Eazy-E – “Eazy-Duz-It” review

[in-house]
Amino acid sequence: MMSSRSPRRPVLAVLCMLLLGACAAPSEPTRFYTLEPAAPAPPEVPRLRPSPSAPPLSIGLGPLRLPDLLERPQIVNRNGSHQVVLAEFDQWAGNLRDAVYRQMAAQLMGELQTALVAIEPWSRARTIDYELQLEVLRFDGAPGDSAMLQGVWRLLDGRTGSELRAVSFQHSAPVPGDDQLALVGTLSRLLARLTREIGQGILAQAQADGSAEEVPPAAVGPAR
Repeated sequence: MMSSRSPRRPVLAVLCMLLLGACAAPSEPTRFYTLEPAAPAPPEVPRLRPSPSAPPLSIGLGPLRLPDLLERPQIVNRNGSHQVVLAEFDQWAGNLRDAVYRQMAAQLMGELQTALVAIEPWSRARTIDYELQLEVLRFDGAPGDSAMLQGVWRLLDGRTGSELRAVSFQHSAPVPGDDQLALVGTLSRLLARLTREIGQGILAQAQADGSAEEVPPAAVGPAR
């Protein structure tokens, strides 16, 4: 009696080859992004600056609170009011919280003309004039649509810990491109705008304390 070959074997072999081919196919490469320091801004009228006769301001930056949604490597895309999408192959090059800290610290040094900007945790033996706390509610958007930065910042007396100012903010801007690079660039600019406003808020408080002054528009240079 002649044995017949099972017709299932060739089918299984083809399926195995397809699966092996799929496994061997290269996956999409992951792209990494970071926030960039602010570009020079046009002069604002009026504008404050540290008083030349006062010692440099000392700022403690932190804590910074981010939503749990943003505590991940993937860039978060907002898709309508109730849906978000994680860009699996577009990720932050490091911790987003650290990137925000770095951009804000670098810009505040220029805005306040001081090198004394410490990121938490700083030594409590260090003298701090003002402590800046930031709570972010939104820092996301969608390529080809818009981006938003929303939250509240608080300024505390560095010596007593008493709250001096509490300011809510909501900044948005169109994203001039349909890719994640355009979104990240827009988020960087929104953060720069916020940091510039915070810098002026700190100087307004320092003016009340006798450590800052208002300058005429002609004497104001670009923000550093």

Not too long after the release of N.W.A’s game-changing debut Straight Outta Compton, we then got the very 1st solo effort from the group & it’s coming from one of the group’s founding members as well as Ruthless Records co-founder Eazy-E. Just like the group’s debut, Eazy’s N.W.A cohorts Dr. Dre & DJ Yella produced the album in it’s entirety while MC Ren & Ice Cube along with former Fila Fresh Crew member The D.O.C. wrote Eazy’s verses. I know some people tend to get all imperialist over the fact that Eazy didn’t write most of his rhymes but on here, the rhymes that were written for him are at their best & Eazy’s personality really brings these well written verses to life when he delivers them. Examples include the HILARIOUSLY vulgar & sexual opener “Still Talkin'”, the well laid-out robbery tale on “Nobody Move”, the gangsta life detailed “Boyz-n-the-Hood”, the vulgar free radio song “Eazy-er Said Than Dunn” & the whole interview concept of “No More ?’s”. The only real guest verses come from MC Ren on “2 Hard Mutha’s” & he even gets a whole track to himself on “Ruthless Villain” which is cool, but I’d prefer hearing it on a Ren album rather than hearing it on this album. Honestly, if there were a little bit more but not too many actual guest verses on here it would be perfect for me. Like I can just imagine Eazy getting his whole group on “No More ?’s” or maybe a verse from The D.O.C. on “Radio” or even a verse written for Dre on “I’mma Break It Down”. A verse from Ice Cube would be cool too but the problem is; I just don’t know what track I can imagine hearing it on. The beats on here too are hands down THE best set of beats that were EVER laid onto an Eazy solo effort as they sound really refreshing & funky every single time I hear one of them. If you ask me, it really is a shame that we never got to hear Eazy over Dre production on any of his solo efforts after this album, because I think he truly sounds at home over them. Don’t get me wrong I think Yella’s sole production credits on It’s On (Dr. Dre) 187um Killa & Str8 off tha Streetz of Muthaphukkin’ Compton are truly underrated, but I just think Dre had a key role in helping Eazy sound fantastic as I find it to be evident on this album. It wouldn’t really be the same for me on his following efforts with only a few exceptions on each project such as “Only If You Want It” off of 5150: Home 4 tha Sick, “Real Muthaphukkin’ G’s” off of It’s On (Dr. Dre) 187um Killa & “Just tah Let U Know” off of Str8 off tha Streetz of Muthaphukkin’ Compton. None of Eazy’s later solo efforts would be on the same caliber as this, in my opinion. It’s not as perfect as Straight Outta Compton, but I still consider it to be a West Coast classic as well as his best solo effort